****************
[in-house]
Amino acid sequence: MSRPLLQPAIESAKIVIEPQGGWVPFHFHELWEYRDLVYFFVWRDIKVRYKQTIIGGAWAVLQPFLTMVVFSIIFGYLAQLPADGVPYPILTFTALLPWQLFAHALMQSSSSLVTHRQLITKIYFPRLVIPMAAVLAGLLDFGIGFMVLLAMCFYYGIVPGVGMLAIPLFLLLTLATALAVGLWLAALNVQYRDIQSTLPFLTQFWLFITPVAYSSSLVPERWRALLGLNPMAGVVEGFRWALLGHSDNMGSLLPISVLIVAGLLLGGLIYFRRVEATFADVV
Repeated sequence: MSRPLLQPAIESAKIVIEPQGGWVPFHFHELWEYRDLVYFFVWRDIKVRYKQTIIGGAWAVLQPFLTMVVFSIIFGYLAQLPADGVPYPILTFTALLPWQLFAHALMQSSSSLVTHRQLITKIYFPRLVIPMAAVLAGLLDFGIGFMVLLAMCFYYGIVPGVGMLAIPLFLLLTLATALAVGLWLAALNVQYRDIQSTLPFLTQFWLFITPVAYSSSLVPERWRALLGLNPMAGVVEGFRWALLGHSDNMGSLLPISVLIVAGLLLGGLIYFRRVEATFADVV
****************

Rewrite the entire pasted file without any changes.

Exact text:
[in-house]
Amino acid sequence: MSRPLLQPAIESAKIVIEPQGGWVPFHFHELWEYRDLVYFFVWRDIKVRYKQTIIGGAWAVLQPFLTMVVFSIIFGYLAQLPADGVPYPILTFTALLPWQLFAHALMQSSSSLVTHRQLITKIYFPRLVIPMAAVLAGLLDFGIGFMVLLAMCFYYGIVPGVGMLAIPLFLLLTLATALAVGLWLAALNVQYRDIQSTLPFLTQFWLFITPVAYSSSLVPERWRALLGLNPMAGVVEGFRWALLGHSDNMGSLLPISVLIVAGLLLGGLIYFRRVEATFADVV
Repeated sequence: MSRPLLQPAIESAKIVIEPQGGWVPFHFHELWEYRDLVYFFVWRDIKVRYKQTIIGGAWAVLQPFLTMVVFSIIFGYLAQLPADGVPYPILTFTALLPWQLFAHALMQSSSSLVTHRQLITKIYFPRLVIPMAAVLAGLLDFGIGFMVLLAMCFYYGIVPGVGMLAIPLFLLLTLATALAVGLWLAALNVQYRDIQSTLPFLTQFWLFITPVAYSSSLVPERWRALLGLNPMAGVVEGFRWALLGHSDNMGSLLPISVLIVAGLLLGGLIYFRRVEATFADVV